Even though I have family in the area, my mom is 82 and can't really help. My sister is 43, but she has her own issues w/her head injury. Her older sister is 24 but really is not in touch w/us anymore. She acts interested, but she'd rather not be bothered if truth be told. It's too overwhelming for her so she tries to put it out of her mind.

So, keep your fingers crossed that I can find some respite.

I have seen the suggestions that you and others have made. I am adding things to my notebook as I go along. Hopefully, I'll remember to take it with me. :)

I think I will leave War and Peace home this time. I promised Paula that I would read the Lord of the Rings, so I'll be bringing some of those books along.

Take care,
Marian

pmsmom
02-22-2009, 06:45 AM
How's your dd doing, Tracy?

We'll be bringing the pads. I hope I don't start--I thought I was in menopause, then went through a particularly stressful time recently and had a period. :(

Wouldn't that be a hoot if dd didn't get one and I did!

Marian

pmsmom
02-22-2009, 06:48 AM
The starting the period is one thing I'm concerned about for my daughter.

I know she isn't even thinking of it but she never does. She is the one that always thinks I'm insane for forcing her to take pads to camp with her every year "just in case", etc...

That sounds like me! Only this time I told her that she needs to tell me what size underwear she has so she has new ones to take to the hospital. Isn't that like a mom! :)

pmsmom
02-22-2009, 06:53 AM
Thanks, Sharon and Carmell!

I will make sure they have a plan for her bowels. Do they allow stuff from home?

I wasn't kidding about that thread I wrote somewhere about fruit-eze. It's this food supplement that does work and helps move the bowels.

Well, at least I'll have a supply at home! She's always had issues w/constipation, but her pediatrician recommended this *years* ago and she's been on it ever since.

WNCmom
02-22-2009, 03:35 PM
Marian--

I've been out of town for the last week and just read your news. I'm sorry fusion is necessary, and I'm glad your daughter reached skeletal maturity before it became so. I want to chime in that in my experience the moms and their children who go through fusion are so much stronger than they think. My 13 yo son was fused T2 to L4 3+ months ago and is recovering very well. And the wait for surgery is so long and anxious that once it happens, time seems to fly.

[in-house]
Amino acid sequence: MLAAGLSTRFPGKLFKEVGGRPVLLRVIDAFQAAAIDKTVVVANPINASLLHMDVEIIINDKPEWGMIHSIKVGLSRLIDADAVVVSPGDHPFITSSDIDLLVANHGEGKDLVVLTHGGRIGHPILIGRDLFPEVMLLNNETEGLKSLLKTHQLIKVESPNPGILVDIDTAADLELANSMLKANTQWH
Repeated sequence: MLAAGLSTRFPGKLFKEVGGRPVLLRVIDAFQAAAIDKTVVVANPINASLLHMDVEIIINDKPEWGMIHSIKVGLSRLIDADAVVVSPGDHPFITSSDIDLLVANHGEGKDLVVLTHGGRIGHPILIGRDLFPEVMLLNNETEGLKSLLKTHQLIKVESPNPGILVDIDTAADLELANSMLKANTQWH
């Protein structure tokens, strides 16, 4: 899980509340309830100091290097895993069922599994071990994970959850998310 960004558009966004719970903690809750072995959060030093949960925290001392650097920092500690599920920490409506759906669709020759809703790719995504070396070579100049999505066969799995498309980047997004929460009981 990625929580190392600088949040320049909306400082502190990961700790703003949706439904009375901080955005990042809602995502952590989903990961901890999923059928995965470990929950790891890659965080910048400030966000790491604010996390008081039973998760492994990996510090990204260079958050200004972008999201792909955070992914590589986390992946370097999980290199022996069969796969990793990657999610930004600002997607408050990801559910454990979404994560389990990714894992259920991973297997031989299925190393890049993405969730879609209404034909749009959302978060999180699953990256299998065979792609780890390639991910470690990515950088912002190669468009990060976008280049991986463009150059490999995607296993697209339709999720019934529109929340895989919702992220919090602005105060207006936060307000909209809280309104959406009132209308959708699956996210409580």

Also, Becky--my son had his surgery at Shriners in Philadelpia and the hospital, as far as I could tell (I have nothing to compare it to--first really big surgery in our family), was very well equipped to meet every need that came up (and they serve many many children with many many needs). I particularly appreciated the PICU, which was quiet and well staffed.

You all will do very well--you're here, you're doing your research, and you'll be as prepared as you can be. Remember, swelling (facial, ankle, and genital) is common with this surgery, so don't let it scare you.

Mary Ellen

Beckymk
02-22-2009, 10:33 PM
Right now that's another concern. I know someone will need to be with her 24/7 and I don't think I'll have much respite. Dh will be coming along, but as much as I love him, he is not an advocate and dislikes going against "the man." I.E. if she needs pain meds, he'll sit there and tell Paula to wait til the nurse comes and not go in search of one. He's said we won't need to keep track of the pain meds b/c it will be in her chart and the nurses will check.

Take care,
Marian

You and me both. Although with the pain meds, at least in the beginning, they might have her on a pump -- sorry forgot the technical name. It's just a matter of pressing a button, at least that was my understanding.

I'm going solo on this one for the hospital. My DH will be working all week, my mom will be with the boys -- so it will be me at the hospital. I really don't mind though at least during the surgery part...I already know I'm going to be witchy (or maybe that's just me right now since it's coming up soon & I'm trying to cram everything in -- although with *probably* PMS. :p ). I just know in my head I will do better alone.

I'm trying to figure out when the kids are up for visitors...I'm not sure if it's ever while they are in the hospital. It seems like such a very short time before you are released.

smileyskl
02-22-2009, 11:37 PM
Katelyn was on the morphine pump for the first 3 days but she was also given a prescription type Motrin-Toradol or something like that and also antibiotics so you still have to watch. She was ready for some visitors at three days but she still slept a good bit on and off. We just made the visits short and she did fine.:) The time really does fly. My laptop was a lifesaver when she was sleeping. Everyone is different of course but thats how things were for us. Hang in there, it will be over before you know it.

Sharon

Snoopy
02-23-2009, 07:06 AM
Right now that's another concern. I know someone will need to be with her 24/7 and I don't think I'll have much respite. Dh will be coming along, but as much as I love him, he is not an advocate and dislikes going against "the man." I.E. if she needs pain meds, he'll sit there and tell Paula to wait til the nurse comes and not go in search of one. He's said we won't need to keep track of the pain meds b/c it will be in her chart and the nurses will check.

So, I'm trying to rest as much as I can now b/c I think all I'll get is bathroom breaks. That is weighing on me.


I have seen the suggestions that you and others have made. I am adding things to my notebook as I go along. Hopefully, I'll remember to take it with me. :)